[…]“Matters of concern | Matières à panser” is built around a conceptual ecology: the presentation of alternative practices that challenge dominant modes of production and explore the spiritual, political or therapeutic function of raw materials in art. From a curatorial standpoint, Gianni Pettena’s participation in the series quickly emerged as evident and necessary. Because there is properly an “ecology” of work and thought underpinning his emphasis on observation over production, attentive mindfulness over theory, gestures over objects, and precarity over immutability. Pettena’s relationship to the landscape at the heart of his practice is invariably furtive, discreet, expressed in projects that are often ephemeral, reversible, wholly documentary, or imagined. This cerebral architecture though no less lacking in form, or seductiveness, or experienced physicality offers an original way to rethink our need for new ways of relating to the living world, in art and elsewhere. Gianni Pettena’s work has close connections to a current of radical theory that sought to “liberate mankind from architectural construction” (Andrea Branzi). But it also owes a subtle debt to the counterculture of the 1960s and early 70s (the hippy movement, pacifism, utopianism), in which the environment was a central concern. As an early adopter of the need to “learn from nature” rather than tame it, his work may be viewed with hindsight as a pioneering critique of the effects of the Anthropocene, the often indelible trace of human presence and activity in modern ecosystems, of which architecture and urban planning are the visible emanation. But, beyond this critique which is never a head-on confrontation , Pettena’s work is characterised by its focus on learning, and the transmission of know-how between disciplines, cultures and the “kingdoms” of nature. His mineral or plant-based architectures express the symbolic connection between nature and culture, delegating their forms and outcomes to the wind, time and the seasons. Building is no longer an act of insulation from the surrounding scene, but a conductive gesture, conceived not as protection from the vagaries of the weather, but rather as an expression of indebtedness to them. It is perhaps in his perpetual challenge to the hierarchies of traditional and technicist architectural practices, or the vernacular and the universal, even art and architecture per se, that Pettena’s work resonates most closely with the defining spirit of this season of exhibitions. Echoing the nomad lifestyles that have influenced him so strongly, Pettena has always viewed his career as quintessentially mobile, unfixed and slippery, adapting and transforming as the context requires. Artist, architect, teacher, theorist, he did not set out to accumulate his many functions, nor to pass from one to the next like some great demiurge, but rather to cultivate a constant ambiguity, to resist definition, eschew order and assignation. In his famous, seminal text L’anarchitetto: Portrait of the artist as a young architect4 , Gianni Pettena defines himself as an “anarchitect” rather than an anti-architect a fundamental distinction that points to a creative condition, a way of life, rather than a “status” as such. We know how easy it is for a critique of a system to become another system, issuing judgements and prescriptions of its own. But Pettena’s gestures and experiences are never conclusive; projects are never based on clear propositions, but invariably remain open to the viewer’s interpretation. Just as the original participants in the installation Paper (Midwestern Ocean) had to find their way through a forest of paper, so Pettena’s work as a whole is an invitation to find our own path through an ensemble of images, plans, filmed shots, and real or fictional situations, whose meaning is forever held in suspense. This refutal of a discursive or (literally) “edifying” position is more deeply rooted in an urge to defuse the charge of the dominant author/messenger, or rather to dissolve the maker/creator in the experience, like the physical disappearance of Pettena himself so often staged in his performances, films or photographic projects, as we watch him evaporate on contact with water. The only building Pettena has ever made is a kind of cabindwelling on the island of Elba. More than the making of the built structure, the work has been a personal and collective process evolving over an extended period of time, like a private journal, using recycled natural materials found in situ. The very presence of the house in Pettena’s life story shattering his heroic status as the “architect who doesn’t build” is itself a magnificent demonstration of how his critical practice, for all its radicality, does not relinquish making, but rather stakes a claim to alternative ways of making. In this sense, there is materiality and physicality, of a kind, in Pettena’s work. The approach is not so much anti-architectural as a selfreflexive means of living with, and in the practice of, architecture. In the same way, the artist’s relationship to the desert is not a negation of human culture, but a recognition that these spaces inhabited against all odds can engender new ways of living, based on the necessity of cohabitation with the unique topography of each place, a skill and an art that Western modernity has forgotten. “Matters of Concern | Matières à panser” is guided by a desire to listen to the ideas behind things, and to embrace a wider perspective on the world. This is what Gianni Pettena has always done and continues to do. His practice is “radical”, not in the contemporary sense of a specific finality or outlook, but (on the contrary) in the true, etymological sense: it is “rooted”. With the potential to sprout new growth, and new artistic genealogies.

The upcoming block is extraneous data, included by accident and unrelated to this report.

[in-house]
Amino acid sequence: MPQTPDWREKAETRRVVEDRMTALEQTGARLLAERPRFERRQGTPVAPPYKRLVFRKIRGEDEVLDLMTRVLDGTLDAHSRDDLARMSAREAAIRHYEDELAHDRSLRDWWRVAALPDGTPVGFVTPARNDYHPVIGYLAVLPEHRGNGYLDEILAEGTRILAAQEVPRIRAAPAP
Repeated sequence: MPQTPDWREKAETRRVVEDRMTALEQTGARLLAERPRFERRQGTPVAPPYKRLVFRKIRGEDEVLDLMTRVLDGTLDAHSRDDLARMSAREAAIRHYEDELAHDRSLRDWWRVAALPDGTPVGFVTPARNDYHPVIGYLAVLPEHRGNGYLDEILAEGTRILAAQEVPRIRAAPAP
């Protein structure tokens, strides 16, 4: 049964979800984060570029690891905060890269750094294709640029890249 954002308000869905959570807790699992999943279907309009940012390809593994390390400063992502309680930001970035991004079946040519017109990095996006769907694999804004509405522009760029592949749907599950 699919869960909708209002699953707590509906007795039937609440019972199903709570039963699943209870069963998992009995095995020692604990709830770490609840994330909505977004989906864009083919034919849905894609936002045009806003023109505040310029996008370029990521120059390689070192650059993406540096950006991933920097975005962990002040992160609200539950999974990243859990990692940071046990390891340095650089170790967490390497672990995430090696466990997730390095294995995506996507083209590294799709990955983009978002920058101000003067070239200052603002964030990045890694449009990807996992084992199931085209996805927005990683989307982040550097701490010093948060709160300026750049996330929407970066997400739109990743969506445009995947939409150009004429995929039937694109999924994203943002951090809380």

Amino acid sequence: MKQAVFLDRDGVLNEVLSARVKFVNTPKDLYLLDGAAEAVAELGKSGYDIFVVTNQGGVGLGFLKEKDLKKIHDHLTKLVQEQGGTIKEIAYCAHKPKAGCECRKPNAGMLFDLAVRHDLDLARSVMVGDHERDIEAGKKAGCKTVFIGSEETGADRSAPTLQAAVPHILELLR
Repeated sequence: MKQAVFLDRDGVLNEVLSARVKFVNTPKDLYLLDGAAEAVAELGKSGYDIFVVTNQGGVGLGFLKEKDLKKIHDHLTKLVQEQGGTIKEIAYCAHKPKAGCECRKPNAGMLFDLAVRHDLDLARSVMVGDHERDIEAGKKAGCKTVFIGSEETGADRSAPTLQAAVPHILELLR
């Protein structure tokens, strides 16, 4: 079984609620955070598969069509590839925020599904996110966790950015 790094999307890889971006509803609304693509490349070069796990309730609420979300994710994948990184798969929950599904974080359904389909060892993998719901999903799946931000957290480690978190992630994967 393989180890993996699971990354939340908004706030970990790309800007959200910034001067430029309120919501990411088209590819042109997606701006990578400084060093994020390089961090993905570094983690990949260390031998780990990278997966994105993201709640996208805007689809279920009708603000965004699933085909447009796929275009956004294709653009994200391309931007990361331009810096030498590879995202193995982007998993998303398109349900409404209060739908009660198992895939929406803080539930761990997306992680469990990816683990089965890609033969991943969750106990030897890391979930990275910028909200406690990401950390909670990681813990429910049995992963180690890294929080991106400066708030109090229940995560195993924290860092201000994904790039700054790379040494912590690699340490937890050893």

Forgiven by Nature.Le Journel de la verriere, N°25, 2021